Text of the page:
Home oxygen therapy (HOT) is commonly used for patients with severe chronic heart failure (CHF) who have intractable breathlessness. There is no trial evidence to support its use.
To detect whether or not there was a quality-of-life benefit from HOT given as long-term oxygen therapy (LTOT) for at least 15 hours per day in the home, including overnight hours, compared with best medical therapy (BMT) in patients with severely symptomatic CHF.
A pragmatic, two-arm, randomised controlled trial recruiting patients with severe CHF. It included a linked qualitative substudy to assess the views of patients using home oxygen, and a free-standing substudy to assess the haemodynamic effects of acute oxygen administration.
Heart failure outpatient clinics in hospital or the community, in a range of urban and rural settings.
Patients had to have heart failure from any aetiology, New York Heart Association (NYHA) class III/IV symptoms, at least moderate left ventricular systolic dysfunction, and be receiving maximally tolerated medical management. Patients were excluded if they had had a cardiac resynchronisation therapy device implanted within the past 3 months, chronic obstructive pulmonary disease fulfilling the criteria for LTOT or malignant disease that would impair survival or were using a device or medication that would impede their ability to use LTOT.
Patients received BMT and were randomised (unblinded) to open-label LTOT, prescribed for 15 hours per day including overnight hours, or no oxygen therapy.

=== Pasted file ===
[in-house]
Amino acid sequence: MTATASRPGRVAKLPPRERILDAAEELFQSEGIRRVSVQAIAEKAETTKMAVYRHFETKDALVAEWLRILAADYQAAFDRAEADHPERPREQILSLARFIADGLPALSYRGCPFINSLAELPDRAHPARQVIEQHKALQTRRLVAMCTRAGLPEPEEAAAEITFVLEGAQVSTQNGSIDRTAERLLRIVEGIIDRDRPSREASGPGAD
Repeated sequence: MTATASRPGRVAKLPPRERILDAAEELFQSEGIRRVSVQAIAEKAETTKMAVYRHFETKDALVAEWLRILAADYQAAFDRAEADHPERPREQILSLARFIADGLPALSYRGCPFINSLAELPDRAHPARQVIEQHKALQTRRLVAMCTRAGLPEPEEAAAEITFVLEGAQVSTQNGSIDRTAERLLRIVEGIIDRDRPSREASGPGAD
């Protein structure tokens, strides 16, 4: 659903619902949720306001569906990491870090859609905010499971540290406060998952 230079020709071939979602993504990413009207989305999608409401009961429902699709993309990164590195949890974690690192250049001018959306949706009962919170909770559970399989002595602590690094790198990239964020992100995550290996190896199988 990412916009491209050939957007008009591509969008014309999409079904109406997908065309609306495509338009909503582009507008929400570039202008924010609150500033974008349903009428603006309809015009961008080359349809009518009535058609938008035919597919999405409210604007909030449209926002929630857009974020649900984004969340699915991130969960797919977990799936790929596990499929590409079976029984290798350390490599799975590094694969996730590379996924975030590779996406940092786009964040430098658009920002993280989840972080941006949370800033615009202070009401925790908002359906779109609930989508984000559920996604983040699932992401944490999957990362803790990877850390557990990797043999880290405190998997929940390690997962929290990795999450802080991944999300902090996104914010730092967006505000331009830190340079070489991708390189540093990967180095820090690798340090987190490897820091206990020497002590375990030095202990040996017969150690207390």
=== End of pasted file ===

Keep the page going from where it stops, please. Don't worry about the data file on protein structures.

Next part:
Main outcome measures
The primary end point was quality of life as measured by the Minnesota Living with Heart Failure (MLwHF) questionnaire score at 6 months. Secondary outcomes included assessing the effect of LTOT on patient symptoms and disease severity, and assessing its acceptability to patients and carers.
Between April 2012 and February 2014, 114 patients were randomised to receive either LTOT or BMT. The mean age was 72.3 years [standard deviation (SD) 11.3 years] and 70% were male. Ischaemic heart disease was the cause of heart failure in 84%; 95% were in NYHA class III; the mean left ventricular ejection fraction was 27.8%; and the median N-terminal pro-B-type natriuretic hormone was 2203 ng/l. The primary analysis used a covariance pattern mixed model which included patients only if they provided data for all baseline covariates adjusted for in the model and outcome data for at least one post-randomisation time point (n = 102: intervention, n = 51; control, n = 51). There was no difference in the MLwHF questionnaire score at 6 months between the two arms [at baseline the mean score was 54.0 (SD 18.4) for LTOT and 54.0 (SD 17.9) for BMT; at 6 months the mean score was 48.1 (SD 18.5) for LTOT and 49.0 (SD 20.2) for BMT; adjusted mean difference –0.10, 95% confidence interval (CI) –6.88 to 6.69; p = 0.98]. At 3 months, the adjusted mean MLwHF questionnaire score was lower in the LTOT group (–5.47, 95% CI –10.54 to –0.41; p = 0.03) and breathlessness scores improved, although the effect did not persist to 6 months. There was no effect of LTOT on any secondary measure. There was a greater number of deaths in the BMT arm (n = 12 vs. n = 6). Adherence was poor, with only 11% of patients reporting using the oxygen as prescribed.
Although the study was significantly underpowered, HOT prescribed for 15 hours per day and subsequently used for a mean of 5.4 hours per day has no impact on quality of life as measured by the MLwHF questionnaire score at 6 months. Suggestions for future research include (1) a trial of patients with severe heart failure randomised to have emergency oxygen supply in the house, supplied by cylinders rather than an oxygen concentrator, powered to detect a reduction in admissions to hospital, and (2) a study of bed-bound patients with heart failure who are in the last few weeks of life, powered to detect changes in symptom severity.
This project was funded by the NIHR Health Technology Assessment programme and will be published in full in Health Technology Assessment; Vol. 19, No. 75. See the NIHR Journals Library website for further project information.